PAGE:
Meanwhile, residents on the southern side of town are located on a high plane, hydrologically separated from the other half of the water distribution system, Strube, the water utilities director, explained during a Wednesday press conference. That’s why officials determined there was no risk of contamination on that side of town.
The city also found that the water was not contaminated at the source, meaning that neither the lake where the city gets its water, nor the central water treatment plant, are at fault.
More likely: An industrial plant connected to the water supply has a problem with “backflow.” Lott, of the TCEQ’s office of water, said that the state is investigating all the connections to the water system to find the source of the contamination.
“The [volatile organic compounds] that were discovered are not something you’d see from a typical household,” he said. “We’re focused on the industrial sources.”
When backflow isn’t prevented properly, water can flow in both directions, he said. That can happen due to a loss in pressure to the system, but the state requires any entity connected to the water system — residential or industrial — to have a backflow prevention device to stop water from reversing back into the system at large.
“There are quite a few industrial sources in the area,” he said. “It is a pretty exhaustive search, and it could take a while.”
Officials hope they will soon be able to fully flush the contaminants out of the water at a fire hydrant or other source, and restore full service to the city. But that, too, could be delayed due to weather conditions, Lott said, since after flushing, officials will need to test the water again to be sure it’s safe.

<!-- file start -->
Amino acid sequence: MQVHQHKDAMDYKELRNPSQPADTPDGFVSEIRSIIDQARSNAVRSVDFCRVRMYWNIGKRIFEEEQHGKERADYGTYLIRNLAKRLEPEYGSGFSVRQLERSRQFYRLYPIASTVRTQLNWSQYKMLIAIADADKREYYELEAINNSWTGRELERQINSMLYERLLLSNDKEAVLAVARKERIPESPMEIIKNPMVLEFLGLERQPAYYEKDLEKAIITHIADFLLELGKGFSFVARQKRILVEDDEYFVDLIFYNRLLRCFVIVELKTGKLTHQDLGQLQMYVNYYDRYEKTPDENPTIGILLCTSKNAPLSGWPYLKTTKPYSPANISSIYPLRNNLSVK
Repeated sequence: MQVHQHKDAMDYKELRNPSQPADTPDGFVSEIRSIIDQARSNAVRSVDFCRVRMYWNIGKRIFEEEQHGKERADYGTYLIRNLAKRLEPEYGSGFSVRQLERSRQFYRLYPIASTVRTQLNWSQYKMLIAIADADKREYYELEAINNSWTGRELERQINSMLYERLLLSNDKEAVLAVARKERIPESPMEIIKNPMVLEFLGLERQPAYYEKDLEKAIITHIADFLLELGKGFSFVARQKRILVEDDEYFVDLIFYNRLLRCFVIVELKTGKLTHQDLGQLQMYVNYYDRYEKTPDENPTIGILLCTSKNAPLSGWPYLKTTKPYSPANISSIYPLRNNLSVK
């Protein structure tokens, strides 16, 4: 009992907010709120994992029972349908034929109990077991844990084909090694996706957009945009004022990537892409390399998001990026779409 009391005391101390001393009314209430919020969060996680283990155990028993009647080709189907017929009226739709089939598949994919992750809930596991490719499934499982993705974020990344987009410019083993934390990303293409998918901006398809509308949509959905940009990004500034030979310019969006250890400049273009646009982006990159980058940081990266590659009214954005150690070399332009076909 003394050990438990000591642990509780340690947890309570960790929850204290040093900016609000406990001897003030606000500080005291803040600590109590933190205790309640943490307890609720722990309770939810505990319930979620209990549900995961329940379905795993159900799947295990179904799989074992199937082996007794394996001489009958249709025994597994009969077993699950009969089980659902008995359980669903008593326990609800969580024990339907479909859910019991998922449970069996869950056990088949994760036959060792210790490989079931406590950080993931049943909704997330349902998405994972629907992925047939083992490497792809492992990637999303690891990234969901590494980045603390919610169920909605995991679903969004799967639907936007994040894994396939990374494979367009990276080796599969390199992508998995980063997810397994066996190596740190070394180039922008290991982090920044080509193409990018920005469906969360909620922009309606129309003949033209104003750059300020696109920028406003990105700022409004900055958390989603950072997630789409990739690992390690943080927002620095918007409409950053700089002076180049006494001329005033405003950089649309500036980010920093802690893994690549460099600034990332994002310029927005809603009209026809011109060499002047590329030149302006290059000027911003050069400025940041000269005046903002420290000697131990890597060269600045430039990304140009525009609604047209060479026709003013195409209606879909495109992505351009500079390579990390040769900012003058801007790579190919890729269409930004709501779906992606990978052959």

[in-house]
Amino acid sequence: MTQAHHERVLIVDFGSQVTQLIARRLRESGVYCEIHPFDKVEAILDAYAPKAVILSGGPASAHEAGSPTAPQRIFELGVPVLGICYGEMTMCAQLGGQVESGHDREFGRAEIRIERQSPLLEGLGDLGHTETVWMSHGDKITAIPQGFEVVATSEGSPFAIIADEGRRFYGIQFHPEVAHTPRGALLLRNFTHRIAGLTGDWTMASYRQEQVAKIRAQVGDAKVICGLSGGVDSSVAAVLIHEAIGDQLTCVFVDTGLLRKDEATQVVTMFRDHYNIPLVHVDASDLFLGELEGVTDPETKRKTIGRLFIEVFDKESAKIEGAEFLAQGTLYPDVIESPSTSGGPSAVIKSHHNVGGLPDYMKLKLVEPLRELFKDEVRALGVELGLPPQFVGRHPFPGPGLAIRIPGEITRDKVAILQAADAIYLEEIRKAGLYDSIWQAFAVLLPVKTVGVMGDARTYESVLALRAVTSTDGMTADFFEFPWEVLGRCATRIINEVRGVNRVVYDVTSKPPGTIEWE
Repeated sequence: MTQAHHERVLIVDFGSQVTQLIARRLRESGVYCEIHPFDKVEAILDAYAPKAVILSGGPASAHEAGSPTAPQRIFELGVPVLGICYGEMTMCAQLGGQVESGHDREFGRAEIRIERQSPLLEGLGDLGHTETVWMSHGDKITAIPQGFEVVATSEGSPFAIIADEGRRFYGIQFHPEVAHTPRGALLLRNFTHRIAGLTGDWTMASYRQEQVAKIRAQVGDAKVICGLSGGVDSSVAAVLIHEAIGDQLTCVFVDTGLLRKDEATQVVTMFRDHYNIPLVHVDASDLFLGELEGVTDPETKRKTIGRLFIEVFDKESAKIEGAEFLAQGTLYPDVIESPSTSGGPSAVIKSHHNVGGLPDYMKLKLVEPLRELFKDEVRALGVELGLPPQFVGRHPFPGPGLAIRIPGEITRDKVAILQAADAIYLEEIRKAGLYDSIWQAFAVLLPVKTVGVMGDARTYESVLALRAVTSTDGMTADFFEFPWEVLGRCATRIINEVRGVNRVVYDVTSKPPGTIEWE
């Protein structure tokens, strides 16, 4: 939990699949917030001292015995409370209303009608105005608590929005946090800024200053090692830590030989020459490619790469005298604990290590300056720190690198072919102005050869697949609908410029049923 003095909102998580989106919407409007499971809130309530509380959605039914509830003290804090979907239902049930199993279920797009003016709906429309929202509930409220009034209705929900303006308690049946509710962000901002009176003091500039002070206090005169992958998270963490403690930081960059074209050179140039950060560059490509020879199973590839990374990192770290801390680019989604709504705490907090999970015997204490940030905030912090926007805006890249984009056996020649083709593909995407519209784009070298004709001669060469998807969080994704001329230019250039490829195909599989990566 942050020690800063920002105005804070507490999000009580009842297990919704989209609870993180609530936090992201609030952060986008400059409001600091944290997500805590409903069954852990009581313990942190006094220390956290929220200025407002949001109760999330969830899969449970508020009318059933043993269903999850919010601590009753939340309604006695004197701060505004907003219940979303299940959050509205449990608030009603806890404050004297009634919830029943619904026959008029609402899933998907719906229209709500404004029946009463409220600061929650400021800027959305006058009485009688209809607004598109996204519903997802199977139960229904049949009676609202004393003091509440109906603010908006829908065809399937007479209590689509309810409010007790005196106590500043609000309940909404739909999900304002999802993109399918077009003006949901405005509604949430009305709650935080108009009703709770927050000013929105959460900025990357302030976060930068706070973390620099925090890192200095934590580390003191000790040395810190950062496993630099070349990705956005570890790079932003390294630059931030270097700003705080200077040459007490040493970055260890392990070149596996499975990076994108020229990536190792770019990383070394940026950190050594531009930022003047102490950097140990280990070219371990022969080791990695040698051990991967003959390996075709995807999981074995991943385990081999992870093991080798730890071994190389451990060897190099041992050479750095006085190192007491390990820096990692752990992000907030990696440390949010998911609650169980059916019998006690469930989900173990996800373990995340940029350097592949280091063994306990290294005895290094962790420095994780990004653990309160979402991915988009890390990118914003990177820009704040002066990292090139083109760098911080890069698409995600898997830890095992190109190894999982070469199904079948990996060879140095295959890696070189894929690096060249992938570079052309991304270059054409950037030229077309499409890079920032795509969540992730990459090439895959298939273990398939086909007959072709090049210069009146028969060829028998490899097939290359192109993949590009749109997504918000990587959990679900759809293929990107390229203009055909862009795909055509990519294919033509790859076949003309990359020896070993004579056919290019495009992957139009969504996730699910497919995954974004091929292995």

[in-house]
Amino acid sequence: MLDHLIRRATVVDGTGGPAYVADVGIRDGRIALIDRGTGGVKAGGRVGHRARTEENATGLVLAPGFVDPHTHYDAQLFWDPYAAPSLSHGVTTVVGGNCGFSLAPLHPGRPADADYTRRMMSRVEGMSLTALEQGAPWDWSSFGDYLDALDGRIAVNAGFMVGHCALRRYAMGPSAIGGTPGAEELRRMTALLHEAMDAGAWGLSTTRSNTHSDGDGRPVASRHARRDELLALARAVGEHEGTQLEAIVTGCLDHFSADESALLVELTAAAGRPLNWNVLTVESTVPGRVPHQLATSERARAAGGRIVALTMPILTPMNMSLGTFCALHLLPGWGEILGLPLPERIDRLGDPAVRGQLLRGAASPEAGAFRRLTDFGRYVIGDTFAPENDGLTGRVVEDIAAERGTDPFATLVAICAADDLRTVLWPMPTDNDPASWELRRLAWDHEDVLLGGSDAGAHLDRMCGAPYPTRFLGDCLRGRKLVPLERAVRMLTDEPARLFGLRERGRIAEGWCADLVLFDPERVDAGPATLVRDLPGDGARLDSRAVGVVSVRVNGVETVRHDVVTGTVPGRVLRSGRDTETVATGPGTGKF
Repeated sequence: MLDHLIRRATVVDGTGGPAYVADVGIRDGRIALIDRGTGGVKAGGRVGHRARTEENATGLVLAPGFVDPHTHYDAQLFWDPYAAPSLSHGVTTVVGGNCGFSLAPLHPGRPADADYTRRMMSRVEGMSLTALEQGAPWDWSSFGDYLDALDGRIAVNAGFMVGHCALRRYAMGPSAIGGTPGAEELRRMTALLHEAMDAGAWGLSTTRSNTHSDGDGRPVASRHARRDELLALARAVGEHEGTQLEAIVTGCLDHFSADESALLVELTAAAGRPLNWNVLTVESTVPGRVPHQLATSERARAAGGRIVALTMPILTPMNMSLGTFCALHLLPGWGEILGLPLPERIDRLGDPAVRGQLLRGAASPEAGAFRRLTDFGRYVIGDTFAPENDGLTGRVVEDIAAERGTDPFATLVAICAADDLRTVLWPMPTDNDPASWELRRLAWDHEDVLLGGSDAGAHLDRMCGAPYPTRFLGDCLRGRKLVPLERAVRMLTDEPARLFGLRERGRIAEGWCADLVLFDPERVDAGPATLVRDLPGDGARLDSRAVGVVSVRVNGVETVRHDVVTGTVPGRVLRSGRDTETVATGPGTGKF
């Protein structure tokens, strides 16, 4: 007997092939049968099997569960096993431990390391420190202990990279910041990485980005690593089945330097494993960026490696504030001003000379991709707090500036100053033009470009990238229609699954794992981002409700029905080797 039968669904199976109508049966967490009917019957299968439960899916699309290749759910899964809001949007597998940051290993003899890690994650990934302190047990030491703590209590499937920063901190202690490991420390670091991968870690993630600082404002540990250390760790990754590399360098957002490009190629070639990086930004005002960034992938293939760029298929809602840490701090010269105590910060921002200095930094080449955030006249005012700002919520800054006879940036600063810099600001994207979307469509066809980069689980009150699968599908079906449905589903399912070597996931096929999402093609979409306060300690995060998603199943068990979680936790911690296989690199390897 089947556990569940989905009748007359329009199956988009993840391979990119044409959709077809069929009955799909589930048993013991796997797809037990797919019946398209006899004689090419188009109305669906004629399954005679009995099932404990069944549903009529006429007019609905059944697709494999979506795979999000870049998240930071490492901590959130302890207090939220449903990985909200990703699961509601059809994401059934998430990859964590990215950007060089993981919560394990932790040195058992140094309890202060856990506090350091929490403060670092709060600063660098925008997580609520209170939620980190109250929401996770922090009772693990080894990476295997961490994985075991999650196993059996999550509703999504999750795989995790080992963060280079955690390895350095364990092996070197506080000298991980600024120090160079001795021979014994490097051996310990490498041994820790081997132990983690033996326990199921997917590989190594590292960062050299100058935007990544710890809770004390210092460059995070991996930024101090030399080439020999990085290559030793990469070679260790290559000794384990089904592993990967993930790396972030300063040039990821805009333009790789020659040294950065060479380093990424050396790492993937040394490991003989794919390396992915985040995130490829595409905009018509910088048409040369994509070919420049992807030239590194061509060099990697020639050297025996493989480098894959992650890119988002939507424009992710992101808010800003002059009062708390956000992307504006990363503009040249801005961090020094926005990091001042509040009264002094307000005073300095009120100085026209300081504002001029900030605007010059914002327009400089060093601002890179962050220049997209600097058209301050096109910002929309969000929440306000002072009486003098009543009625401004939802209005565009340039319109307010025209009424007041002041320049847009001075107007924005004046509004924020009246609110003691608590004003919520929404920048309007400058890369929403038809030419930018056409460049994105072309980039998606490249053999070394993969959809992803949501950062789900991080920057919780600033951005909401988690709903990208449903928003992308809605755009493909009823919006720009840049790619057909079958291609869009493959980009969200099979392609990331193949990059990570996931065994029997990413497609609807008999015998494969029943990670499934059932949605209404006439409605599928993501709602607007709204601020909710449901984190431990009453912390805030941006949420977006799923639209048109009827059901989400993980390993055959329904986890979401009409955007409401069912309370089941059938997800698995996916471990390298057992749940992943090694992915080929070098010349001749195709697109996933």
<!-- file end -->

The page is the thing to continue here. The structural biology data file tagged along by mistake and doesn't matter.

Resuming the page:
Residents say that even as officials narrow the area of contamination, they’re left with more questions than answers. Christopher Hinds, who grew up in San Angelo and now lives there with his wife and daughter, said he’s worried about the long-term health effects of exposure to the chemicals. He turned on the water Wednesday to a strong stench.
“It burned my throat,” he said. “That scared me.”
His daughter, age 7, is upset she can’t go to school. He is upset regulators didn’t prevent this — and that the city, in his opinion, has not done enough to educate the public on the potential harms.
“They’re acting like they’re doing this out of an abundance of caution,” he said. “But these are known carcinogens.”
Hinds, a substitute teacher, used to be a bartender. In San Angelo, tips from oil and gas workers paid his bills. It’s a conservative town, he said, and people generally support the businesses that operate there. But the water crisis has made him concerned about how industry is impacting their lives, and said state and local governments had failed residents.
“We don’t know what it’s going to do to us 20 years from now,” he said.